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Open Access Research

Growth hormone exacerbates diabetic renal damage in male but not female rats

Jennifer L Whitney1, Christine Maric Bilkan2, Kathryn Sandberg134, Adam K Myers14 and Susan E Mulroney14*

Author Affiliations

1 Department of Physiology and Biophysics, Georgetown University Medical Center, Washington, DC 20057-1640, USA

2 Department of Physiology and Biophysics, University of Mississippi Medical Center, Jackson, MS, USA

3 Department of Medicine, Georgetown University Medical Center, Washington, DC, USA

4 Center for the Study of Sex Differences in Health, Aging and Disease, Georgetown University Medical Center, Washington, DC, USA

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Biology of Sex Differences 2013, 4:12  doi:10.1186/2042-6410-4-12

Published: 27 June 2013

Abstract

Background

Human and animal studies support the idea that there are sex differences in the development of diabetic renal disease. Our lab and others have determined that in addition to Ang II (through the AT1R), growth hormone (GH) contributes to renal damage in models of renal failure; however, the impact of sex and GH on the mechanisms initiating diabetic renal disease is not known. This study examined the effect of sex and GH on parameters of renal damage in early, uncontrolled streptozotocin (STZ)-induced diabetes.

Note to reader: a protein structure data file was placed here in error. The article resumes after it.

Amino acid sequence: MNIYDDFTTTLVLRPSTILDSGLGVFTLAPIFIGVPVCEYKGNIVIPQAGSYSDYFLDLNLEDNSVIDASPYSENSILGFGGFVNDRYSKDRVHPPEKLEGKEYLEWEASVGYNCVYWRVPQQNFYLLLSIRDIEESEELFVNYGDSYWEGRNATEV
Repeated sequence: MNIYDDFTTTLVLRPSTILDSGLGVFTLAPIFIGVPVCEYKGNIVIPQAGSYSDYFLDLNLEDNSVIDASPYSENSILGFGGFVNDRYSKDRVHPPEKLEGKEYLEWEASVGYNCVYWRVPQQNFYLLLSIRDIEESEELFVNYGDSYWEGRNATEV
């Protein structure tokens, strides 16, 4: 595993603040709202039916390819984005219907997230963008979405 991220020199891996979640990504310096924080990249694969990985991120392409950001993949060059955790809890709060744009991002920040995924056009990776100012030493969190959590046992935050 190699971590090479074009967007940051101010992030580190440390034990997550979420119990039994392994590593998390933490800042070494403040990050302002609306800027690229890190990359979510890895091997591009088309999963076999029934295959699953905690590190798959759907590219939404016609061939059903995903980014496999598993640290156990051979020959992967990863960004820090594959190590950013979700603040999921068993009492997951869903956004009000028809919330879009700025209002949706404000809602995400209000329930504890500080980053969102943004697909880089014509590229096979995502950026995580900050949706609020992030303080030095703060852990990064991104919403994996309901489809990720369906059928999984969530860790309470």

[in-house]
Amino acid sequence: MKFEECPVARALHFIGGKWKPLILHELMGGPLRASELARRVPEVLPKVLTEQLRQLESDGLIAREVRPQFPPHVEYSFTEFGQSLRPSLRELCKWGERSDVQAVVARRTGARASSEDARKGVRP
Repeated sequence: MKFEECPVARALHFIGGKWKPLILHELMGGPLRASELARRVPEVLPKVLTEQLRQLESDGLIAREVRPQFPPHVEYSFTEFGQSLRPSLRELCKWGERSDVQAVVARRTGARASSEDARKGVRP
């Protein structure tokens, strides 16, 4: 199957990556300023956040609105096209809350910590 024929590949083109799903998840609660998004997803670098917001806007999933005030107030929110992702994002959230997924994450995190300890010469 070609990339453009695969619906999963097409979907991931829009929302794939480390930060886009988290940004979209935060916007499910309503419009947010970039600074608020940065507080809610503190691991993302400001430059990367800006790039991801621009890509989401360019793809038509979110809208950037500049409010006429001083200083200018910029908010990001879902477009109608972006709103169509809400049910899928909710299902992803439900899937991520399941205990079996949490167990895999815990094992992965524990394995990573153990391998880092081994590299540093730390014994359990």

Methods

Adult male and female Sprague–Dawley rats were injected with vehicle (control), STZ, or STZ + GH and euthanized after 8 weeks.

Results

Mild but significant glomerulosclerosis (GS) and tubulointerstitial fibrosis (TIF) was observed in both kidneys from male and female diabetic rats, with GH significantly increasing GS and TIF by 30% and 25% in male rats, but not in female rats. STZ increased TGF-β expression in both kidneys from male and female rats; however, while GH had no further effect on TGF-β protein in diabetic females, GH increased TGF-β protein in the male rat’s kidneys by an additional 30%. This sex-specific increase in renal injury following GH treatment was marked by increased MCP-1 and CD-68+ cell density. STZ also reduced renal MMP-2 and MMP-9 protein expression in both kidneys from male and female rats, but additional decreases were only observed in GH-treated diabetic male rats. The sex differences were independent of AT1R activity.

Conclusions

These studies indicate that GH affects renal injury in diabetes in a sex-specific manner and is associated with an increase in pro-inflammatory mediators.

Keywords:
Sex Differences; Gender; Glomerulosclerosis; Renal Injury; TGF-β; Inflammation